What’s In Your Camera Bag?: Photojournalist Ed Kashi

Ed Kashi

Ed Kashi

Walter Arsenio Rivera, 29, a sugarcane worker that suffers from fatal Chronic Kidney Disease of Unknown origin (CKDu), poses in the cane fields of Chichigalpa, Nicaragua. Kashi is currently raising funds for his project The Island of Widows to generate education and support about this heartbreaking epidemic that affects one-in-three men in this small city.

What’s in your camera bag? Two Canon 5D Mark III camera bodies, two Canon lenses—the 16-35mm and 24-105mm, 4 CF cards ranging from 8 to 64 gb, a Canon flash and extension cord, some pens, a Moleskine book for captions and notes, a waist belt with a couple of pouches, a headlamp for nighttime work, two extra Canon camera batteries and a small Dombke bag.

What’s the most unusual item in your bag? The headlamp. There are two things I’ve learned working in the field for more than 30 years—always have backups of your important gear and always be prepared for contingencies. So one contingency is being out at night—working or not—in the field and needing to find my way in the dark. Most recently I needed the head lamp in Jordan after a day of filming young Syrian refugees in the desert into the night. I had to find my way back to our vehicle in the pitch black.

What is your “workhorse” item? The 24-105mm lens.

What’s in your bag that is specific to the type of work you shoot? The Moleskine to make basic notes for captions—who, what, where, why, etc.,  and of course to keep track of details or nuanced info to add to my captions when I download at the end of the day.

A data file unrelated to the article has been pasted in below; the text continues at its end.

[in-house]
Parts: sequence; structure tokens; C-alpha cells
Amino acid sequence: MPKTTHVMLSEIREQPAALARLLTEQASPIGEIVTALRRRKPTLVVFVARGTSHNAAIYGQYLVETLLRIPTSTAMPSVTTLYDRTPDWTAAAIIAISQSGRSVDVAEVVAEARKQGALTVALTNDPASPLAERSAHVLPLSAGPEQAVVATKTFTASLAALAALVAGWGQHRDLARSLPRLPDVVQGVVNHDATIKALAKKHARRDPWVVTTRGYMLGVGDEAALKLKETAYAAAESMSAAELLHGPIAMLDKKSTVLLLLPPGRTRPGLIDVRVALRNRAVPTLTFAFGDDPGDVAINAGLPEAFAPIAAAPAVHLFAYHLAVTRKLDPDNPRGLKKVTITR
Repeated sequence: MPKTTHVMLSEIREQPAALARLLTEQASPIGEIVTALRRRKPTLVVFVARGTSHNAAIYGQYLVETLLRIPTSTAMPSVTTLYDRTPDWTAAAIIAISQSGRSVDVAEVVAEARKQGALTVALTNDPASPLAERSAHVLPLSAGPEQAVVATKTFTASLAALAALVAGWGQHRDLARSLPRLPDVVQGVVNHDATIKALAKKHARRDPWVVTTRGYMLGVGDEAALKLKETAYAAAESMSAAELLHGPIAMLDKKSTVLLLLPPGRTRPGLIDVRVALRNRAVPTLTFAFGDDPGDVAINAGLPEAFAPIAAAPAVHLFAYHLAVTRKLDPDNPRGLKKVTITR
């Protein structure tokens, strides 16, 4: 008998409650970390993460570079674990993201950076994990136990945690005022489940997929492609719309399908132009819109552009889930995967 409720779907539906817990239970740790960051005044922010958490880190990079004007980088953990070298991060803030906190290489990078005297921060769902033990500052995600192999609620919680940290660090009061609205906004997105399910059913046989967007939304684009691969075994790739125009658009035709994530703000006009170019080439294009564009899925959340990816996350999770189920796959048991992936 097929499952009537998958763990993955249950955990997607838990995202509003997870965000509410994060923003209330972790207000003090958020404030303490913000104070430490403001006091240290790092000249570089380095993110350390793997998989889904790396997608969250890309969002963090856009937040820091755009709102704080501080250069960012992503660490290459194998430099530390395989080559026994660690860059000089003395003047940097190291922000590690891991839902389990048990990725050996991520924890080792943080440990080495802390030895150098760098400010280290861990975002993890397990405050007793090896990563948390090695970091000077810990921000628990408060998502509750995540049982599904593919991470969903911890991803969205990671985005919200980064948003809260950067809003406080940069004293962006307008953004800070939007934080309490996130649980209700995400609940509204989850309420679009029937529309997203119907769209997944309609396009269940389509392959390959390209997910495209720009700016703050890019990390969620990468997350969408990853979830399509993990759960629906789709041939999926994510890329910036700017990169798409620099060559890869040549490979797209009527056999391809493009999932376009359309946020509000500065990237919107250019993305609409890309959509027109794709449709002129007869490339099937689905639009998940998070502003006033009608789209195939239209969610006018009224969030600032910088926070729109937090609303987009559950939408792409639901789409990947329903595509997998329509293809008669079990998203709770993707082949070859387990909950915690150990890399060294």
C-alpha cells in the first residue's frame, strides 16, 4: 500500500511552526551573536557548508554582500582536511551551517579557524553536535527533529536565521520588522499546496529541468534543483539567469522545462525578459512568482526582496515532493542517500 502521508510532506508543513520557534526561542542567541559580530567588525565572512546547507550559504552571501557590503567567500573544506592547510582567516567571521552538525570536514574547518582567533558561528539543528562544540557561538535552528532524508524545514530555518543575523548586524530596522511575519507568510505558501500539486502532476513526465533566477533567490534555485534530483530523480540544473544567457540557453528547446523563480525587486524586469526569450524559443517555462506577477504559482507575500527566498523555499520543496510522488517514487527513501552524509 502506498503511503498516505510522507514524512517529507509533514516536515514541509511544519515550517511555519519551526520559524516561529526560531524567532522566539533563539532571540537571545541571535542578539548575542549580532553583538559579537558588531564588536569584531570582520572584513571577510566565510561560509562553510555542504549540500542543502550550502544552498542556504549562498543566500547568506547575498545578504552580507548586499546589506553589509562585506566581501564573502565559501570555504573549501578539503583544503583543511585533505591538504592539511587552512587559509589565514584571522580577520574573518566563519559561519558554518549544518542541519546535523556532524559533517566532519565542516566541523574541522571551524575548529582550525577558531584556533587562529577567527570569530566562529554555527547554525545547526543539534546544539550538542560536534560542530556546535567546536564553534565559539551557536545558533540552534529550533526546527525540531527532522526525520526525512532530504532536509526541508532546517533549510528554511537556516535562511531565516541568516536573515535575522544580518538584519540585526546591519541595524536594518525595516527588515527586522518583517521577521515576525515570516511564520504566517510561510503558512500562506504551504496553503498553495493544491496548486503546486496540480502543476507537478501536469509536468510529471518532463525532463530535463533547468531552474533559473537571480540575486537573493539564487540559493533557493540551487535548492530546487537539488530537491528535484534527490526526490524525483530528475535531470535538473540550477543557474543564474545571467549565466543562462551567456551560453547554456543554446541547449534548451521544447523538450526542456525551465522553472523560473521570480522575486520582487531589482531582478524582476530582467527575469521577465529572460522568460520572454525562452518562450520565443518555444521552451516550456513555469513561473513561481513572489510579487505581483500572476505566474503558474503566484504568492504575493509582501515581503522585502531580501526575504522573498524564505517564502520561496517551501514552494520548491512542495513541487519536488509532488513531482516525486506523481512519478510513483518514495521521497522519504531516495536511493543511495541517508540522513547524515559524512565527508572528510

What is the one thing you would advise a photographer to carry with them at all times? Their wits, so they keep aware of their surroundings and find great images. In terms of gear, bring a camera you are comfortable using.


    Someone who doesn’t take their entire photographic equipment collection out with them on EVERY shoot!
    Ed Kashi, I salute you.

  • Carlee Keppler-Carson

    I would love to see this from a woman’s perspective, not because we carry more but because of how we carry.

  • Wes Putt

    Help me understand this. How does a woman carry her photography equipment differently than a man? I would think it’d be the same.

  • Carlee Keppler-Carson

    I realize it’s an odd question on my part, but over the years I’ve yet to see women in the field or on the street carry the same equipment as men, not necessarily what’s in the bag but the bags themselves. Static or travel bags are one thing, however we are built a little differently so items like a sling bag don’t work overly well. I’ve carried a backpack for over 20 years which works for me, but it’s not always practical and improvising makes me curious about what others like.

  • AC

    I’m a woman, and I carry a cross body gear bag with gear in it.

  • Carlee Keppler-Carson

    (I have yet to find anything better than my old Billingham or Tech packs)

  • This is what I call bathos, below the photograph of Walter Arsenio Rivera is the byline that tells us of his and others fatal condition. And running on from this – ‘what’s in your camera bag.’ Rather reminds me of club type photography magazines.

Subscribe to our newsletter

Get some visual inspiration into your day!